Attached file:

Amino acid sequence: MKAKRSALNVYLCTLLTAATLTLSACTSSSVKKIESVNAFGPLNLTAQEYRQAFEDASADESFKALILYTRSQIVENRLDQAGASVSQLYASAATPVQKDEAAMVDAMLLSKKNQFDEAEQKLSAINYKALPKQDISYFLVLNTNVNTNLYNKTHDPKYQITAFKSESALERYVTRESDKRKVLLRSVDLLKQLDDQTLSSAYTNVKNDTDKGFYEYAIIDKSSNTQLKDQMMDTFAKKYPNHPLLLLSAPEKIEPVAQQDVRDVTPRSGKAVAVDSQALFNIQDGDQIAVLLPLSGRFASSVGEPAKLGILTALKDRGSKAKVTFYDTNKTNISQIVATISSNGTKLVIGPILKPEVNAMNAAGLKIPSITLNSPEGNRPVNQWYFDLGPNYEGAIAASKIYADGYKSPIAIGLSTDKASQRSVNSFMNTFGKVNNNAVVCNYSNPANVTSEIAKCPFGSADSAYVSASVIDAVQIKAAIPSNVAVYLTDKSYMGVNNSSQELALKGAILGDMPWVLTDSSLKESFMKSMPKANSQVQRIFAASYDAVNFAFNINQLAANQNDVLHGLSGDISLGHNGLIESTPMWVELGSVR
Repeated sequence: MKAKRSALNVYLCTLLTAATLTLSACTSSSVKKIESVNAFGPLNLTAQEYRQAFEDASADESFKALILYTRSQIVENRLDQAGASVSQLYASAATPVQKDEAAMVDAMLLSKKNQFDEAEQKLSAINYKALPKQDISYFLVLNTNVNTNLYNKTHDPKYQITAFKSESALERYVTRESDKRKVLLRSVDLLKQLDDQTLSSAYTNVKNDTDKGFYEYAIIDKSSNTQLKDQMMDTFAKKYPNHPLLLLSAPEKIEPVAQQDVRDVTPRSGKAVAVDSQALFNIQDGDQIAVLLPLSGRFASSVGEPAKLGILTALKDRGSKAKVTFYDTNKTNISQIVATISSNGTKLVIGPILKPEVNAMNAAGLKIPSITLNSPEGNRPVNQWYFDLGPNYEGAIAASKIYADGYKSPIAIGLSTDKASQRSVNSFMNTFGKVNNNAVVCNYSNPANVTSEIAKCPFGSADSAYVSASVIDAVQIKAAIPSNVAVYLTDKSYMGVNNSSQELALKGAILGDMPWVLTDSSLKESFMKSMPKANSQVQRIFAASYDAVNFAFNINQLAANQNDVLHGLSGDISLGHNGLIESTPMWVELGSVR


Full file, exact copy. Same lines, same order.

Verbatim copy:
Amino acid sequence: MKAKRSALNVYLCTLLTAATLTLSACTSSSVKKIESVNAFGPLNLTAQEYRQAFEDASADESFKALILYTRSQIVENRLDQAGASVSQLYASAATPVQKDEAAMVDAMLLSKKNQFDEAEQKLSAINYKALPKQDISYFLVLNTNVNTNLYNKTHDPKYQITAFKSESALERYVTRESDKRKVLLRSVDLLKQLDDQTLSSAYTNVKNDTDKGFYEYAIIDKSSNTQLKDQMMDTFAKKYPNHPLLLLSAPEKIEPVAQQDVRDVTPRSGKAVAVDSQALFNIQDGDQIAVLLPLSGRFASSVGEPAKLGILTALKDRGSKAKVTFYDTNKTNISQIVATISSNGTKLVIGPILKPEVNAMNAAGLKIPSITLNSPEGNRPVNQWYFDLGPNYEGAIAASKIYADGYKSPIAIGLSTDKASQRSVNSFMNTFGKVNNNAVVCNYSNPANVTSEIAKCPFGSADSAYVSASVIDAVQIKAAIPSNVAVYLTDKSYMGVNNSSQELALKGAILGDMPWVLTDSSLKESFMKSMPKANSQVQRIFAASYDAVNFAFNINQLAANQNDVLHGLSGDISLGHNGLIESTPMWVELGSVR
Repeated sequence: MKAKRSALNVYLCTLLTAATLTLSACTSSSVKKIESVNAFGPLNLTAQEYRQAFEDASADESFKALILYTRSQIVENRLDQAGASVSQLYASAATPVQKDEAAMVDAMLLSKKNQFDEAEQKLSAINYKALPKQDISYFLVLNTNVNTNLYNKTHDPKYQITAFKSESALERYVTRESDKRKVLLRSVDLLKQLDDQTLSSAYTNVKNDTDKGFYEYAIIDKSSNTQLKDQMMDTFAKKYPNHPLLLLSAPEKIEPVAQQDVRDVTPRSGKAVAVDSQALFNIQDGDQIAVLLPLSGRFASSVGEPAKLGILTALKDRGSKAKVTFYDTNKTNISQIVATISSNGTKLVIGPILKPEVNAMNAAGLKIPSITLNSPEGNRPVNQWYFDLGPNYEGAIAASKIYADGYKSPIAIGLSTDKASQRSVNSFMNTFGKVNNNAVVCNYSNPANVTSEIAKCPFGSADSAYVSASVIDAVQIKAAIPSNVAVYLTDKSYMGVNNSSQELALKGAILGDMPWVLTDSSLKESFMKSMPKANSQVQRIFAASYDAVNFAFNINQLAANQNDVLHGLSGDISLGHNGLIESTPMWVELGSVR